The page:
Beijing blasts Europe for flak on Tibet policy

The Straits Times, 16 July 2000

Smarting from the collapse of a loan to resettle 60,000 Chinese in areas inhabited by ethnic Tibetans, China warns of threat to Sino-European ties

BEIJING—Angered by a European resolution critical of China's policies in Tibet, Chinese officials have accused the European Parliament of conspiring with the Dalai Lama to gain Tibetan independence.

In a strongly-worded statement published in state newspapers yesterday, members of the National People's Congress also said the European parliamentary resolution constituted slander and brutal interference in Chinese affairs.

It was not immediately clear what resolution the officials were referring to, but it apparently condemned a controversial resettlement programme in China which aims to move poor ethnic Chinese farmers to traditionally Tibetan lands.

The lengthy statement, carried in full by the official Xinhua news agency, appeared most concerned by the resolution's reference to Tibet as a country that China has occupied.

By doing so, the European Parliament is obviously trying to render support to a handful of separatists led by the Dalai Lama so as to gain its aim to split China, the statement said.

It is an act of hegemonic politics to pass some resolutions rashly in unjustifiable accusation against others without learning the true fact of the issues concerned, it added.

China is smarting from the collapse of a planned World Bank loan that would have provided US$40 million (S$70.4 million) to resettle 60,000 poor Chinese farmers in areas inhabited by ethnic Tibetans.

The loan to fund the programme in the remote western province of Qinghai drew fierce opposition from pro-Tibetan activists and fell apart earlier this month, under pressure from the United States government and other World Bank shareholders.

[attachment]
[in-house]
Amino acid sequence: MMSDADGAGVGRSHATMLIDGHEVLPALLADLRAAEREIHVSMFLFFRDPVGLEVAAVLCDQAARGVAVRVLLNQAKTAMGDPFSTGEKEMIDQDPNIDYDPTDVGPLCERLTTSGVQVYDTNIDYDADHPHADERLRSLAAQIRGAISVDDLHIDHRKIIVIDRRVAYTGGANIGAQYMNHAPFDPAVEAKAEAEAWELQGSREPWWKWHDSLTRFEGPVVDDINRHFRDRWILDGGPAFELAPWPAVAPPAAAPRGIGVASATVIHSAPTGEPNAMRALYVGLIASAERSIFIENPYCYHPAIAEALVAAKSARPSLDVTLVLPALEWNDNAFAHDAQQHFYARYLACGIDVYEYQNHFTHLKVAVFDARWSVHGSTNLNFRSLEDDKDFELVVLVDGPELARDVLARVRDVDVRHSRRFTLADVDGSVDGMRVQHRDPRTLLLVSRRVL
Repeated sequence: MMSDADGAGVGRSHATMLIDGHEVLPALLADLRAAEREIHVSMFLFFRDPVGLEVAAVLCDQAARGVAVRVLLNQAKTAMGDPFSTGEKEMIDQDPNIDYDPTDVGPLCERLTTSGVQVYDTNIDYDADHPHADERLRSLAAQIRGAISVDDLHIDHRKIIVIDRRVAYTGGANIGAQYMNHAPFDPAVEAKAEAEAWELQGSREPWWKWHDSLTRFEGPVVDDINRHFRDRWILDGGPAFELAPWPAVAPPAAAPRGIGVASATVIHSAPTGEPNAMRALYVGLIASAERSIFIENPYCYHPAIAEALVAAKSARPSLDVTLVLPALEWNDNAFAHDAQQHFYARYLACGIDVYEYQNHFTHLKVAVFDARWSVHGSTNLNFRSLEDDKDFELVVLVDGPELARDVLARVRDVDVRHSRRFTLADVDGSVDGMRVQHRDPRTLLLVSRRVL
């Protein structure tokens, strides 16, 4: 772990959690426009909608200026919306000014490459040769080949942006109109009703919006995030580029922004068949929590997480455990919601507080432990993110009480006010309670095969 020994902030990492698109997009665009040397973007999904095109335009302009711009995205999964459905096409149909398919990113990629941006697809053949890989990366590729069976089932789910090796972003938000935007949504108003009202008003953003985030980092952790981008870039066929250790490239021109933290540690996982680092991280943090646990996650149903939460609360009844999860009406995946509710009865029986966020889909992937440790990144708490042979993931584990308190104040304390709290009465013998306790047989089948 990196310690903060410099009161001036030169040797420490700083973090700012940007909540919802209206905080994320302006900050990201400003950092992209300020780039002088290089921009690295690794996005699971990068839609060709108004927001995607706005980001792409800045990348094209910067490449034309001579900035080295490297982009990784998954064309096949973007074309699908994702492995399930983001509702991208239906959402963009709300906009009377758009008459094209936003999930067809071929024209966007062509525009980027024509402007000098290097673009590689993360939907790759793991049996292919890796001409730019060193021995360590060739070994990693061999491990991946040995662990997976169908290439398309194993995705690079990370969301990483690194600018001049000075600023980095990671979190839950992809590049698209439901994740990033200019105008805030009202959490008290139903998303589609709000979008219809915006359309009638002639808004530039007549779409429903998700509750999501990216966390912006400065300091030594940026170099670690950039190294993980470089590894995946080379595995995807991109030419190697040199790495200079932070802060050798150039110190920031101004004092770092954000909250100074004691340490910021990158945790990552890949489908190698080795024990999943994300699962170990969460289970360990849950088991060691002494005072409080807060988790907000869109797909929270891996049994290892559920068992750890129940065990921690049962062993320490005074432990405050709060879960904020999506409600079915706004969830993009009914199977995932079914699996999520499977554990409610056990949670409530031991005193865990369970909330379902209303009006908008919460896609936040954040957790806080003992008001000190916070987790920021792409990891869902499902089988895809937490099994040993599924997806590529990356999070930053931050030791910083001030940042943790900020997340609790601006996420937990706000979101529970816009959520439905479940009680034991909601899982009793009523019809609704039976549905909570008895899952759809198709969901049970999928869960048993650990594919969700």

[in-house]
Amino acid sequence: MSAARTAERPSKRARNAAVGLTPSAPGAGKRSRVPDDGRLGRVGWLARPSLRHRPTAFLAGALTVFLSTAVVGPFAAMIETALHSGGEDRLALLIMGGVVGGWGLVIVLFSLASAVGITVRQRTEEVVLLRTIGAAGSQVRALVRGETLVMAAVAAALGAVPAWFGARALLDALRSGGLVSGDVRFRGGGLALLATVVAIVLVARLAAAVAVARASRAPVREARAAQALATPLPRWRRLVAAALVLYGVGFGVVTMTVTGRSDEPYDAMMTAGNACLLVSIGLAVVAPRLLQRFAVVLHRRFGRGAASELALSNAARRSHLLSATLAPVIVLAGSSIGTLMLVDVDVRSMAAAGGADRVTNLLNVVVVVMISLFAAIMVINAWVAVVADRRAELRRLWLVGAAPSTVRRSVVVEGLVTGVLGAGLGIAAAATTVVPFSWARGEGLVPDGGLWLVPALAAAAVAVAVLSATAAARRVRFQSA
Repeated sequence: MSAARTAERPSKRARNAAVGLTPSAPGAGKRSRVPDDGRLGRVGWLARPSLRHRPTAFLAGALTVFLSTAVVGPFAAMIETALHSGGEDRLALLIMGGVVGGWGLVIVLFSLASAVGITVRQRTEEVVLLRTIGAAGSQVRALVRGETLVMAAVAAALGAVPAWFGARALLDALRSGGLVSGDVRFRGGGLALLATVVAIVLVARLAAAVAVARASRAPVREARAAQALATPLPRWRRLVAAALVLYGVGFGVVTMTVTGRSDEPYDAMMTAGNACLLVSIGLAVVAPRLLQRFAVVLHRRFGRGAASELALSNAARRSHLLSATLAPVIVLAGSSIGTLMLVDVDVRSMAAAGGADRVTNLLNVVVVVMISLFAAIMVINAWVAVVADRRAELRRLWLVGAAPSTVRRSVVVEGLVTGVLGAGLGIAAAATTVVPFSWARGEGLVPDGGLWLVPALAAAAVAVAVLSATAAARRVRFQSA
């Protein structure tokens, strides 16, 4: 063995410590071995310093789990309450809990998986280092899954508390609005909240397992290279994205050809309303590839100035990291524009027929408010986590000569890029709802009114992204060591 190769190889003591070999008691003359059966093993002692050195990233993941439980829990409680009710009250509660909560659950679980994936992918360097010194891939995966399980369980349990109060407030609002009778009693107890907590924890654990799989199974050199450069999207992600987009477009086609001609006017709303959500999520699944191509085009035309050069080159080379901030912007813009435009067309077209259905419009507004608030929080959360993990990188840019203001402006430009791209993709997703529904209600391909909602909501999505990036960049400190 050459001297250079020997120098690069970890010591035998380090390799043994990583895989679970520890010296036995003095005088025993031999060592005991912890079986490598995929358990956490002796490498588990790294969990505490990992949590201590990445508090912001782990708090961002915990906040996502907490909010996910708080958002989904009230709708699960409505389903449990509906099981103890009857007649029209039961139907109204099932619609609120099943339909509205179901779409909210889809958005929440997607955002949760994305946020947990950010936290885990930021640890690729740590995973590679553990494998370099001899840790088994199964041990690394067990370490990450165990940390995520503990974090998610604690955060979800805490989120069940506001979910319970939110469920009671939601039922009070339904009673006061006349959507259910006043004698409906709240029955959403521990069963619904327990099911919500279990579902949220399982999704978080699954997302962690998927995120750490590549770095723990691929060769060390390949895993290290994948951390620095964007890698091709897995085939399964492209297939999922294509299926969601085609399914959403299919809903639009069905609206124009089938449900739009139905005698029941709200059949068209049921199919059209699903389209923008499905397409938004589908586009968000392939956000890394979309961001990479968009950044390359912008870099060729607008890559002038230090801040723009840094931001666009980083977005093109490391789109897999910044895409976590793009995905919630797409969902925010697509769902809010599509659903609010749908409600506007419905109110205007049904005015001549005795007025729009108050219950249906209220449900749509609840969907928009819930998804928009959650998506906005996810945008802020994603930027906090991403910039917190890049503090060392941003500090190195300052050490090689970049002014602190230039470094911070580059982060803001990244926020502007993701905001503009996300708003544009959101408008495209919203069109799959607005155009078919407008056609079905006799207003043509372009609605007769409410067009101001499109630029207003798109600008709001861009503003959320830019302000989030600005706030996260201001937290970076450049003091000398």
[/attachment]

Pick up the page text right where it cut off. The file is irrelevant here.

The Chinese statement rejected accusations in the European resolution that the resettlement was an attempt to assimilate Tibetans. Beijing has argued it is a legitimate effort to alleviate poverty for both ethnic Chinese and Tibetans.

Many international experts have criticised the US for opposing the loan, saying China would likely go ahead with the programme anyway using its own money, and that the affected people would have been better off under World Bank supervision.

The Dalai Lama, exiled spiritual leader of the Buddhist Himalayan region, is thoroughly reviled by Beijing, which claims that he leads an international movement to separate Tibet from China.

China said the parliamentary resolution, and similar ones in the past, threatened to damage relations with Europe.

Such acts by the European Parliament not only greatly hurt the feelings of the Chinese people, but will also produce grave negative effects on the healthy advancement of Sino-European relations, it said. --Reuters, AFP